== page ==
2 Spit­fire pi­lots from Poland joined us on Christ­mas Day

The Sentinel - - THE WAY WE WERE -

IN this year of the 100th an­niver­sary of the for­ma­tion of the Royal Air Force, I feel com­pelled to tell this story of an en­counter my mum had, dur­ing those hard times, with two Pol­ish Spit­fire pi­lots who went on to fight in the Bat­tle of Bri­tain.

My dad, Arthur, was born in 1886 and my mum, Louisa, in 1889, was a coal miner and came out of the pits when he was 32, he bought a horse and cart to start up his own coal busi­ness.

My par­ents had six chil­dren, a daugh­ter and I was one of five boys.

My mem­o­ries take me back to the be­gin­ning of the 1939-45 war. Dad and my el­dest brother, Bill, man­aged the coal busi­ness, out on the road while mum looked af­ter the coal yard which was lo­cated at the rear of our seven roomed house in Ham­mer­s­ley Street, Birches head.

She worked very hard look­ing af­ter our fam­ily as well as serv­ing all the cus­tomers with or­ders for coal.

With this be­ing the cen­te­nary year for the for­ma­tion of the RAF I wanted to tell this story about my mum, who I ad­mired and loved very much.

Fol­low­ing vic­tory in the Bat­tle of Bri­tain by our fighter pi­lots in the Au­gust and Septem­ber of 1940, a com­mu­ni­ca­tion was re­leased by the

FRED­DIE WIL­COX re­calls his mother’s en­counter with two Spit­fire pi­lots, who fought in the Bat­tle of Bri­tain, dur­ing Christ­mas, 1940

Air Min­istry ask­ing fam­i­lies across the coun­try if they could en­ter­tain air crew mem­bers of for­eign na­tion­al­i­ties who had been fight­ing the Ger­mans and who were based in the UK and could not get home for Christ­mas.

With­out any hes­i­ta­tion my mum, stat­ing she had two sons serv­ing in the forces, was the first to put her hand up and said she would be only too happy to of­fer an in­vi­ta­tion the these mem­bers of the air crew.

At home our fam­ily al­ways had a big party Christ­mas day. A few weeks be­fore Christ­mas, word would be go­ing around “are you go­ing to Louie’s for Christ­mas Day?”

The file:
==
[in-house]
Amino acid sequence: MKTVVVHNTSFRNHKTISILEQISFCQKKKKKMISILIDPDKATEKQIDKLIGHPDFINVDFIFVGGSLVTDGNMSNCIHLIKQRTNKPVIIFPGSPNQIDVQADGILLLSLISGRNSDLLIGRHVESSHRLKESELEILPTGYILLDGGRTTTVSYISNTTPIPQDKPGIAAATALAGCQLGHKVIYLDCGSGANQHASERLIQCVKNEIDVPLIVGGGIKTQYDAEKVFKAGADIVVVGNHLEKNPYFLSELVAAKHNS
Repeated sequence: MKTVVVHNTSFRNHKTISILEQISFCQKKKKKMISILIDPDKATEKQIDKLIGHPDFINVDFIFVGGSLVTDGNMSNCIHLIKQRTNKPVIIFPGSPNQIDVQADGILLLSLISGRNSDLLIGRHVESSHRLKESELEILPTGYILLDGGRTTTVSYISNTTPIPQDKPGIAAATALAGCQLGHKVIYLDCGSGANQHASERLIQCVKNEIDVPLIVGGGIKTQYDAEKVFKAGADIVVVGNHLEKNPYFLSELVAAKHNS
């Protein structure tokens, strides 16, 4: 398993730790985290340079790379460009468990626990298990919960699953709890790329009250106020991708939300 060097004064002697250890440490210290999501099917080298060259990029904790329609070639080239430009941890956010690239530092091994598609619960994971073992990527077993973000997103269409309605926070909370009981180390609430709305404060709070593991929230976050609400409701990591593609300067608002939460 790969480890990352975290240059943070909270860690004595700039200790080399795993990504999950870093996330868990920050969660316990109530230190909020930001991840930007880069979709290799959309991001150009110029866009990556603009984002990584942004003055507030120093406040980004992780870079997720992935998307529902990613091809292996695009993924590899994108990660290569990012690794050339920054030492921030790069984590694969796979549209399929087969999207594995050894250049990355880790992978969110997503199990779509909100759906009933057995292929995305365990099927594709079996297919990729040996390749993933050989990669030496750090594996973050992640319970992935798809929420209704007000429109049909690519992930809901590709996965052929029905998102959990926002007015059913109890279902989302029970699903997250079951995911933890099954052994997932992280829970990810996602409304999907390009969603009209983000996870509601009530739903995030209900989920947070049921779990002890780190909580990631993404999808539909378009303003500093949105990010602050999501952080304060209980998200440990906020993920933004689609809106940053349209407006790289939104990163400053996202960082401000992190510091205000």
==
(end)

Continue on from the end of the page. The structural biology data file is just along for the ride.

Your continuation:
There was al­ways an open house to friends and fam­ily.

My mum’s cousin Bill Hughes, who worked at the abat­toirs, would al­ways ar­rive about two days be­fore , with a large side of beef and two equally large loins of pork for the cel­e­bra­tion.

It is im­por­tant to re­mem­ber just how scarce food like that was dur­ing the war. Need­less to say the con­tri­bu­tion was more than ac­cept­able.

On Christ­mas Eve in 1940, my mum an­swered a knock at the front door and there they were, two Pol­ish Spit­fire pi­lots who were based with their squadron at an air­base close by and who could not get home.

They had a 48 hour pass and so spent the night and all Christ­mas Day cel­e­brat­ing with us.

We were a fam­ily of mu­si­cians so there was plenty of mu­sic.

My el­dest brother Bill played the drums, my other brother Syd played the or­gan which was sit­u­ated in our sit­ting room, it is any won­der I was en­cour­aged to get­ting into mu­sic.

We all had a won­der­ful time, af­ter tea, mum opened the French doors which al­lowed for danc­ing in the back­yard as well as en­ter­tain­ing the Spit­fire pi­lots and there were two more un­ex­pected guests that night!

In those days Birches Head had its own Po­lice Sta­tion, which was sit­u­ated in Ham­mer­s­ley Street, with a sta­tion sergeant named Flow­ers and six con­sta­bles on the beat who op­er­ated a three shift sys­tem.

The night shift had started about 10 pm and at about 11pm two po­lice­men, in their large hel­mets, ap­peared over the back gate to our house - check­ing up on the noise.

With ‘open arms’ my mum in­vited them into join the party.

They went off duty, Boxing Day morn­ing, in a very happy state of mind.

Af­ter break­fast that morn­ing, mum said a very tear­ful good­bye to the two, very young, Pol­ish pi­lots who made it very ob­vi­ous they’d had a won­der­ful Christ­mas.

In those dark days dur­ing the war, these brave young air crew lived their lives from one day to the next.

Un­for­tu­nately my mum never heard from them again and she couldn’t re­mem­ber their Pol­ish names.

I would just like to thank my daugh­ter Karen and my son-in-law Martin, who spent a lot of time search­ing through fam­ily ar­chives in the at­tic to find the lovely pho­to­graph of my mum taken in 1908 when she was 19. What a stun­ner!

As I grew older in my life, I re­alised what a fab­u­lous mum I had and not only that, she was my best friend.

Louisa, Fred­die’s mum, in­vited two Spit­fire pi­lots to her fam­ily’s Christ­mas cel­e­bra­tions.

Fred­die as a young boy.

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